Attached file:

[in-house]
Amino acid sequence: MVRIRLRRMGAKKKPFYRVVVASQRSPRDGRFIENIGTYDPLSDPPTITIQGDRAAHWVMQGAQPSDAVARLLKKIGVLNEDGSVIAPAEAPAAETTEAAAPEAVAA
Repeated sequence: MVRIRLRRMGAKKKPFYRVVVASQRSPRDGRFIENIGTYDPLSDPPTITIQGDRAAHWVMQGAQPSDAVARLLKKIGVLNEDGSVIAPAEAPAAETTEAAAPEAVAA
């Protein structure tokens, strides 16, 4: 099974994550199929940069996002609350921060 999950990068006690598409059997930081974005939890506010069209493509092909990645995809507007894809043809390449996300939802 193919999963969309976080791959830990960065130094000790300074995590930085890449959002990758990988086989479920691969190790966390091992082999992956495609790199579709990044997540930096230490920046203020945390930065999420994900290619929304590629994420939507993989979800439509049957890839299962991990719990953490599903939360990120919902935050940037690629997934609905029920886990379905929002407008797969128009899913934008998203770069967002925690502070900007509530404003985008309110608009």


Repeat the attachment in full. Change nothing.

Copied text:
[in-house]
Amino acid sequence: MVRIRLRRMGAKKKPFYRVVVASQRSPRDGRFIENIGTYDPLSDPPTITIQGDRAAHWVMQGAQPSDAVARLLKKIGVLNEDGSVIAPAEAPAAETTEAAAPEAVAA
Repeated sequence: MVRIRLRRMGAKKKPFYRVVVASQRSPRDGRFIENIGTYDPLSDPPTITIQGDRAAHWVMQGAQPSDAVARLLKKIGVLNEDGSVIAPAEAPAAETTEAAAPEAVAA
């Protein structure tokens, strides 16, 4: 099974994550199929940069996002609350921060 999950990068006690598409059997930081974005939890506010069209493509092909990645995809507007894809043809390449996300939802 193919999963969309976080791959830990960065130094000790300074995590930085890449959002990758990988086989479920691969190790966390091992082999992956495609790199579709990044997540930096230490920046203020945390930065999420994900290619929304590629994420939507993989979800439509049957890839299962991990719990953490599903939360990120919902935050940037690629997934609905029920886990379905929002407008797969128009899913934008998203770069967002925690502070900007509530404003985008309110608009």